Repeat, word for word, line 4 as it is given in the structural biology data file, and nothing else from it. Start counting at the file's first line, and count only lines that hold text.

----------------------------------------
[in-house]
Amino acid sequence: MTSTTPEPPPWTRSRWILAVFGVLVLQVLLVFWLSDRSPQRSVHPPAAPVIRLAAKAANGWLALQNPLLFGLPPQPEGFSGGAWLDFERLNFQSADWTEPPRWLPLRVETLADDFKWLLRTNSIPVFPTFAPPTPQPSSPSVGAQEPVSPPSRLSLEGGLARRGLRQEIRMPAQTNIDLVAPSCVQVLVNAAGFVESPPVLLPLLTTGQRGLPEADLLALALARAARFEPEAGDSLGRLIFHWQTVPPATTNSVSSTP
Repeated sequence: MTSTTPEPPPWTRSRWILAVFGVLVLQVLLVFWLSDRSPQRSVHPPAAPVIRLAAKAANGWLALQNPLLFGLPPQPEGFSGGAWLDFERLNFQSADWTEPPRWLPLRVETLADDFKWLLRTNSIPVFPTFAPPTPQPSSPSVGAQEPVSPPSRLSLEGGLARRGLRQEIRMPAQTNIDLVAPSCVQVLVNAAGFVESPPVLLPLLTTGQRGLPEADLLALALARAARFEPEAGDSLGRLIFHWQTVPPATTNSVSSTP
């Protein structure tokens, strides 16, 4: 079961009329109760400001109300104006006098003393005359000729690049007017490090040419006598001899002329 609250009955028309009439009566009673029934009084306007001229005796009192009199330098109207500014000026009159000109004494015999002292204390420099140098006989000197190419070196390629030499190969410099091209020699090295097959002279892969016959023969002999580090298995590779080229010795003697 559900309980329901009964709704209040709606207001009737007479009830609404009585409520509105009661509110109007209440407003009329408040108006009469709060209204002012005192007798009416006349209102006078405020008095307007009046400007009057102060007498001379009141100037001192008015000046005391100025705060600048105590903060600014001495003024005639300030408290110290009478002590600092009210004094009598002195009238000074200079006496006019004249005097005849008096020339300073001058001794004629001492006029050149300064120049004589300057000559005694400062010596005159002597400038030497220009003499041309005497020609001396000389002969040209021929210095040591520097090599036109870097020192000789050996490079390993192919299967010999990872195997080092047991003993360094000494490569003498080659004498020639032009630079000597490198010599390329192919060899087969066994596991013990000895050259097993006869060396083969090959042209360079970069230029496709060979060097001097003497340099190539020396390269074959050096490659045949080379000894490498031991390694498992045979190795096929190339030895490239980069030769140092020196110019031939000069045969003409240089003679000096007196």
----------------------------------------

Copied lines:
């Protein structure tokens, strides 16, 4: 079961009329109760400001109300104006006098003393005359000729690049007017490090040419006598001899002329 609250009955028309009439009566009673029934009084306007001229005796009192009199330098109207500014000026009159000109004494015999002292204390420099140098006989000197190419070196390629030499190969410099091209020699090295097959002279892969016959023969002999580090298995590779080229010795003697 559900309980329901009964709704209040709606207001009737007479009830609404009585409520509105009661509110109007209440407003009329408040108006009469709060209204002012005192007798009416006349209102006078405020008095307007009046400007009057102060007498001379009141100037001192008015000046005391100025705060600048105590903060600014001495003024005639300030408290110290009478002590600092009210004094009598002195009238000074200079006496006019004249005097005849008096020339300073001058001794004629001492006029050149300064120049004589300057000559005694400062010596005159002597400038030497220009003499041309005497020609001396000389002969040209021929210095040591520097090599036109870097020192000789050996490079390993192919299967010999990872195997080092047991003993360094000494490569003498080659004498020639032009630079000597490198010599390329192919060899087969066994596991013990000895050259097993006869060396083969090959042209360079970069230029496709060979060097001097003497340099190539020396390269074959050096490659045949080379000894490498031991390694498992045979190795096929190339030895490239980069030769140092020196110019031939000069045969003409240089003679000096007196």